Established in 1909 by Meyer de Wolfe, De Wolfe Music is undoubtedly one of the founding fathers of production music. In 1909, soundtracks were printed as sheet music and played live by musicians sitting inside cinemas. Back then, Meyer was responsible for selecting the accompaniments to films. It was in these early years that Meyer de Wolfe decided to change the game by offering a sheet library of original compositions to accompany silent films. With the advent of sound in movies in 1927, Meyer began recording these compositions with the sound-on-disc and sound-on-film techniques.
This marked the beginning of the production music industry.
However, times have changed since then.
“The biggest difference between our establishment in 1909 and present time is definitely the speed of delivery”, says Stephen Rosie, Senior Music Consultant at De Wolfe.
“Producers, editors and production managers can now simply log on to our website and use a few keywords to access over 100,000 broadcast quality tracks. Within a few minutes a track can be downloaded and placed within a film, TV programme or online ad. That’s very different from the time when industry professionals would book time with our music consultants and sit and audition tracks and once a music track had been selected, they took their choices with them on an ¼ tape or a 16/35mm stock.”
Due to the time consuming process it was to compose a track, the relationship with film and TV clients was different. When Meyer de Wolfe met a client, he would initially play them some music. If the client didn’t like the music on the 3rd attempt, Meyer would offer them a pencil and manuscript paper and ask them to write out what they wanted.
Following the footsteps of Meyer, his son James de Wolfe joined the company in 1940. However, being in the beginning of the Second World War, James first served with the RAF (Royal Air Force) from 1942 to 1947. He spent the 50's and 60's travelling the world and building De Wolfe Music. During the fabulous 70's, De Wolfe scored classics such as Monty Python's "Life of Brian" and "The Holy Grail". De Wolfe's score for George A. Romero's groundbreaking "Dawn of the Dead" (1978) was reused in "Shaun of the Dead", a British homage to the zombie-film genre, more than 20 years after its creation.
Warren de Wolfe, James' son, joined the music company during this period. Initially joining the editing and transfer department, Warren later went into management. He remains the managing director of De Wolfe Music to this day.
Stephen came into the industry and joined de Wolfe in 1976. Initially he was a messenger/general assistant, but later progressed as a transfer/tape-op/sound engineer. In 1980 he was offered a position on the production and publishing side of the company. He has been doing that ever since.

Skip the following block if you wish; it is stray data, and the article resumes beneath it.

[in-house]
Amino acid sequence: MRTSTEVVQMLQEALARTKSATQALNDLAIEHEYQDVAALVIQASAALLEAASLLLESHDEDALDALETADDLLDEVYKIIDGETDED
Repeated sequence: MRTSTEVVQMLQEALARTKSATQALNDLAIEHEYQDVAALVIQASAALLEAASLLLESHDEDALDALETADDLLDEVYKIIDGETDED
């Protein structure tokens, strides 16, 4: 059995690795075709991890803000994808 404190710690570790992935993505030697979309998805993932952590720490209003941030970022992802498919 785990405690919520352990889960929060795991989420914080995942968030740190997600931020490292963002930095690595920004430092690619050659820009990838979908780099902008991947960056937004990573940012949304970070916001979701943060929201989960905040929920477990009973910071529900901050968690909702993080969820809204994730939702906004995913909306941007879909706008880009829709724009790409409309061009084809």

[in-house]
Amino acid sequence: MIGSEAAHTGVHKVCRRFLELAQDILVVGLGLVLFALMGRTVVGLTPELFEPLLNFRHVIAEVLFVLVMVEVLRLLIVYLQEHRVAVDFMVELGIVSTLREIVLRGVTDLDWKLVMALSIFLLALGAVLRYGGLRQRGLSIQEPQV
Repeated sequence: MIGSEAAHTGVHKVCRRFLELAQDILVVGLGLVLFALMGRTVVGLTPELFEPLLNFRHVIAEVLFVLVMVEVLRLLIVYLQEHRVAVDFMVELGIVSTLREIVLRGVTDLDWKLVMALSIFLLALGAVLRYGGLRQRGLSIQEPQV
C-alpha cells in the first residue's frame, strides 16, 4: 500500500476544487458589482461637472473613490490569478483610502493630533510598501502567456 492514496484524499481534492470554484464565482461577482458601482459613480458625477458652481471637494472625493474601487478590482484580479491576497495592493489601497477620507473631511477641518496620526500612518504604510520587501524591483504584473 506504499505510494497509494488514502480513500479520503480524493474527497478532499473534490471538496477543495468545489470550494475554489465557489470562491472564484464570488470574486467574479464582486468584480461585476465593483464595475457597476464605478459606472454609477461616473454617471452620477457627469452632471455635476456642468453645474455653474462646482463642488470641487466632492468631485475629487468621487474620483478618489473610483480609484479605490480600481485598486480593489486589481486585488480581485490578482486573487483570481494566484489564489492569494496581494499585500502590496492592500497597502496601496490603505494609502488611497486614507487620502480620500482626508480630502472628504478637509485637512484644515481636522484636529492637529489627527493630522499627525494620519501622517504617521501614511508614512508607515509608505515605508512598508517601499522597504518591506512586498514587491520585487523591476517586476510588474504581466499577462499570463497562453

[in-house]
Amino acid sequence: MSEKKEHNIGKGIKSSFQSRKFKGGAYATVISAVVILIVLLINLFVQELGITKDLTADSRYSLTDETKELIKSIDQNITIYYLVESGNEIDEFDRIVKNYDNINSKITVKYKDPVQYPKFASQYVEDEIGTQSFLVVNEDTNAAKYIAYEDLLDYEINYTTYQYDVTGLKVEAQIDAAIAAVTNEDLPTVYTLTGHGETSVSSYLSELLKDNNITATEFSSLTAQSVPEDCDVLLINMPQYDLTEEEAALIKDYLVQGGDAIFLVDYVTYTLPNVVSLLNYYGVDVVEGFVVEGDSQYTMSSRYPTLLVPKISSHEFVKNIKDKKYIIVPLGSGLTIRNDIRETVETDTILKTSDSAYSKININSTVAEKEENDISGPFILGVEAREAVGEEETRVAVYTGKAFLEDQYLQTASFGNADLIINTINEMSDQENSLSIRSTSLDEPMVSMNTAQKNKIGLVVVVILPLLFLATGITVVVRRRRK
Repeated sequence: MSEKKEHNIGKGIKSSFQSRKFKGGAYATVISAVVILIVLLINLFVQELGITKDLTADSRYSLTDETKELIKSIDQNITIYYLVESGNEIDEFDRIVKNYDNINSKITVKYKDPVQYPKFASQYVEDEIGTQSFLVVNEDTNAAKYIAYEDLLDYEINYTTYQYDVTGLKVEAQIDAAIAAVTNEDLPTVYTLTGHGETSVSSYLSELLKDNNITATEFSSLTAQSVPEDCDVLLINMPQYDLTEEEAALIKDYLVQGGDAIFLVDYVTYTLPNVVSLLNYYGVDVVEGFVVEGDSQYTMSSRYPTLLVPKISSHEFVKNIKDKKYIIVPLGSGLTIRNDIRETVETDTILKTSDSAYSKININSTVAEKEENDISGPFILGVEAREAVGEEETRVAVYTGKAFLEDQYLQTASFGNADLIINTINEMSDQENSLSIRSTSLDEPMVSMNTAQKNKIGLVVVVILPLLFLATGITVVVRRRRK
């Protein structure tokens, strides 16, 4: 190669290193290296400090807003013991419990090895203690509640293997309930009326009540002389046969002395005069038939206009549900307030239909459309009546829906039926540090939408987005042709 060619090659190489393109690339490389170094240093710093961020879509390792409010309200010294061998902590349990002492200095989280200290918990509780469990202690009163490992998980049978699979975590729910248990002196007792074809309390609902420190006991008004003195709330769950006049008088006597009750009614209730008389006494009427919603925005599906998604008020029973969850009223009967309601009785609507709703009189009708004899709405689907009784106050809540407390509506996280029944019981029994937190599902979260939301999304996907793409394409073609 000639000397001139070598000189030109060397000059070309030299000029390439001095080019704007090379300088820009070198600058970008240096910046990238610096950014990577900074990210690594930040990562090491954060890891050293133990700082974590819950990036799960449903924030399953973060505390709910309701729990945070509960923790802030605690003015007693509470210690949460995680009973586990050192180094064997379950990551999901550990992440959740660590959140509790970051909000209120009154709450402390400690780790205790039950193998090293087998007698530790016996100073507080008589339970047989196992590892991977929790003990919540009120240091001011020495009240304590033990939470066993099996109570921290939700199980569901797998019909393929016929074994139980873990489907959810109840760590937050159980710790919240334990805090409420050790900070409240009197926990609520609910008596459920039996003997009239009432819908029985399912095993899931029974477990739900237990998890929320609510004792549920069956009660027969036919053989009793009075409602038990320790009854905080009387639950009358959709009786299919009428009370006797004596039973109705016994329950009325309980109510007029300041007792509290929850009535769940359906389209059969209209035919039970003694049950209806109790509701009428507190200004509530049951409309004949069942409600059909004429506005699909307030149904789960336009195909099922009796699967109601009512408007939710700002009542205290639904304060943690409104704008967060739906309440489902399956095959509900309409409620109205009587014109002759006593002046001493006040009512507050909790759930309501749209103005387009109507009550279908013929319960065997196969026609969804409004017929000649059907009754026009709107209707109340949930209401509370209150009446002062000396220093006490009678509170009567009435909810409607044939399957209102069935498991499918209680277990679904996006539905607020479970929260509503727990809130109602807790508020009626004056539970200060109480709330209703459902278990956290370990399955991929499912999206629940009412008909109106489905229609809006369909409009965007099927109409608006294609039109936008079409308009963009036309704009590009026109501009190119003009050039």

De Wolfe's choice of music has been highly affected by the fact that they're been around since the dawn of jazz.
One of De Wolfe's prides is DWMIL. DWMIL is a small catalogue of CD's from the early 1900's through the 1950's. It features authentic music that was recorded throughout the 20th century. De Wolfe saw a lack of authentic music recorded in those decades, so they divided the music into decades. That way, if clients are looking to make a documentary or feature taking place in the 1950’s, they'll have no problem finding original music from that era.
The same idea applies with the DWJazz label. DWJAZZ covers all styles of Jazz from Ragtime and Dixieland to Smooth and Acid Jazz. Each album chronicles the music development in jazz throughout the decades from the beginning of the 1900's to 2000.
The RPO Classical Moods series brings some of the world's greatest classical compositions into a unique production music label. Each album is arranged by mood or theme: from dramatic and whimsical to pastoral and stately. That way the client can easily find the exact classical piece that fits their production. The series contains works by most of classical music's greatest composers as well as arias and duets from beloved operas. All pieces are performed by the legendary Royal Philharmonic Orchestra in London.
De Wolfe's focus on periodic music has made them popular across the pond. Their music features in high-end periodic TV productions such as "Mindhunter" and "Feud: Bette and Joan". Lately they've had music placed in Andy Serkis' feature film "Breathe" starring Andrew Garfield and Claire Foy.
"I’m proud if all our placements right across the media industry (too many to mention!). However, In particular there was a TV series in the UK called “Town” where we supplied the front and end title music as well as the incidental music throughout the series. I really enjoyed the subject and found it interesting", Stephen says.